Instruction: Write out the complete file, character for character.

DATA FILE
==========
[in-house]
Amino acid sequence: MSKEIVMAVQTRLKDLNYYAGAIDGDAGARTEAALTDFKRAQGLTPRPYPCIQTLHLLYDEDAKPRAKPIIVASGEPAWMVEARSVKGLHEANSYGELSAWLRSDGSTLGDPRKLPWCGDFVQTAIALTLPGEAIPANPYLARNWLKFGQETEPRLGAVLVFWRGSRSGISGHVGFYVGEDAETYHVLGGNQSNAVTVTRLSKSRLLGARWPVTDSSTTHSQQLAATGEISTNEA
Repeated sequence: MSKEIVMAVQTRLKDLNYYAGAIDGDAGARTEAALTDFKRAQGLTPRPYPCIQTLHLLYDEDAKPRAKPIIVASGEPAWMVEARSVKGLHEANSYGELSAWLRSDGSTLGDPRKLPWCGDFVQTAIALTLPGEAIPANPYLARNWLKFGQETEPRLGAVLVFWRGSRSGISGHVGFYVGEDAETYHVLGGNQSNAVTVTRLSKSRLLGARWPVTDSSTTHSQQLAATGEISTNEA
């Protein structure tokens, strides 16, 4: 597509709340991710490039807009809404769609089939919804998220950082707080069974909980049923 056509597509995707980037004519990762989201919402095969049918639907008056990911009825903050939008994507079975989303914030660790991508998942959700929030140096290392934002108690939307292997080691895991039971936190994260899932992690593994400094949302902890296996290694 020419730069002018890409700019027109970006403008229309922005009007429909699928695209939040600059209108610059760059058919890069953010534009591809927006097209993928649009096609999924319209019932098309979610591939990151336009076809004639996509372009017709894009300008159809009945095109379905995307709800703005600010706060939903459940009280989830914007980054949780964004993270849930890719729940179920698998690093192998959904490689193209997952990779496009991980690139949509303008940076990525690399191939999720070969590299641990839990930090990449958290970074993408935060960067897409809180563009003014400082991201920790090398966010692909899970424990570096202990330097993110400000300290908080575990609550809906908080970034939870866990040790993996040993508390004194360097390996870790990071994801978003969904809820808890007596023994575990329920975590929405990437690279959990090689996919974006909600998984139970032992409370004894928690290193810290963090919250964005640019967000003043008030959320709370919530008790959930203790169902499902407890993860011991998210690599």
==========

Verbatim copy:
[in-house]
Amino acid sequence: MSKEIVMAVQTRLKDLNYYAGAIDGDAGARTEAALTDFKRAQGLTPRPYPCIQTLHLLYDEDAKPRAKPIIVASGEPAWMVEARSVKGLHEANSYGELSAWLRSDGSTLGDPRKLPWCGDFVQTAIALTLPGEAIPANPYLARNWLKFGQETEPRLGAVLVFWRGSRSGISGHVGFYVGEDAETYHVLGGNQSNAVTVTRLSKSRLLGARWPVTDSSTTHSQQLAATGEISTNEA
Repeated sequence: MSKEIVMAVQTRLKDLNYYAGAIDGDAGARTEAALTDFKRAQGLTPRPYPCIQTLHLLYDEDAKPRAKPIIVASGEPAWMVEARSVKGLHEANSYGELSAWLRSDGSTLGDPRKLPWCGDFVQTAIALTLPGEAIPANPYLARNWLKFGQETEPRLGAVLVFWRGSRSGISGHVGFYVGEDAETYHVLGGNQSNAVTVTRLSKSRLLGARWPVTDSSTTHSQQLAATGEISTNEA
């Protein structure tokens, strides 16, 4: 597509709340991710490039807009809404769609089939919804998220950082707080069974909980049923 056509597509995707980037004519990762989201919402095969049918639907008056990911009825903050939008994507079975989303914030660790991508998942959700929030140096290392934002108690939307292997080691895991039971936190994260899932992690593994400094949302902890296996290694 020419730069002018890409700019027109970006403008229309922005009007429909699928695209939040600059209108610059760059058919890069953010534009591809927006097209993928649009096609999924319209019932098309979610591939990151336009076809004639996509372009017709894009300008159809009945095109379905995307709800703005600010706060939903459940009280989830914007980054949780964004993270849930890719729940179920698998690093192998959904490689193209997952990779496009991980690139949509303008940076990525690399191939999720070969590299641990839990930090990449958290970074993408935060960067897409809180563009003014400082991201920790090398966010692909899970424990570096202990330097993110400000300290908080575990609550809906908080970034939870866990040790993996040993508390004194360097390996870790990071994801978003969904809820808890007596023994575990329920975590929405990437690279959990090689996919974006909600998984139970032992409370004894928690290193810290963090919250964005640019967000003043008030959320709370919530008790959930203790169902499902407890993860011991998210690599």